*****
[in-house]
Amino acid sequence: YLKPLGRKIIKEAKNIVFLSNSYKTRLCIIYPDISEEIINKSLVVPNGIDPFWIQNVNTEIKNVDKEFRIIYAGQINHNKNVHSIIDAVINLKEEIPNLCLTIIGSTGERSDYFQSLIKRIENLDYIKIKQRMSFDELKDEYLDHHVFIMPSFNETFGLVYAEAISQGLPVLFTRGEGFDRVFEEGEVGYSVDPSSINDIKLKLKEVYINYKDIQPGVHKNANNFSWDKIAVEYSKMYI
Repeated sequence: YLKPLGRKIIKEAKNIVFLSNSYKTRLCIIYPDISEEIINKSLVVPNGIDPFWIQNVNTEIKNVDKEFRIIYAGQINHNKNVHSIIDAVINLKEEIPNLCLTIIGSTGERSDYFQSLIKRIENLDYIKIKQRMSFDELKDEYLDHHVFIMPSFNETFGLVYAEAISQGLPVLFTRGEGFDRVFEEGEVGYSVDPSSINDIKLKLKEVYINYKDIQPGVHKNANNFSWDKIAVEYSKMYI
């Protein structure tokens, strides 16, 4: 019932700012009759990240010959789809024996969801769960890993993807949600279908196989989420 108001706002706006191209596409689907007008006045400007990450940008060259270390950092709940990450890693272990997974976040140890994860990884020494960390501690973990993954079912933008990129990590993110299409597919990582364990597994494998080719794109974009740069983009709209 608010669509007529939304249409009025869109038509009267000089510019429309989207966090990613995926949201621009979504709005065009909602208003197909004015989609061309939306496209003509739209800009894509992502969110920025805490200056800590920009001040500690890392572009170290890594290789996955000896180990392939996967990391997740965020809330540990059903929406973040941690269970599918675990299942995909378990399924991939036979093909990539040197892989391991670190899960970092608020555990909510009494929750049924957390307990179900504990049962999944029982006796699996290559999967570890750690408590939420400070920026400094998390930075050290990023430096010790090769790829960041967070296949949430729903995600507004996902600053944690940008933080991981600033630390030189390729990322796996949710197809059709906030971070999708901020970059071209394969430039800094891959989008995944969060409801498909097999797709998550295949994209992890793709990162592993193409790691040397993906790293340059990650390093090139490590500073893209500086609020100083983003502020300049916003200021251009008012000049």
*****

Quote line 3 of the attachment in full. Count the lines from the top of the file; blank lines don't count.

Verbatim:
Repeated sequence: YLKPLGRKIIKEAKNIVFLSNSYKTRLCIIYPDISEEIINKSLVVPNGIDPFWIQNVNTEIKNVDKEFRIIYAGQINHNKNVHSIIDAVINLKEEIPNLCLTIIGSTGERSDYFQSLIKRIENLDYIKIKQRMSFDELKDEYLDHHVFIMPSFNETFGLVYAEAISQGLPVLFTRGEGFDRVFEEGEVGYSVDPSSINDIKLKLKEVYINYKDIQPGVHKNANNFSWDKIAVEYSKMYI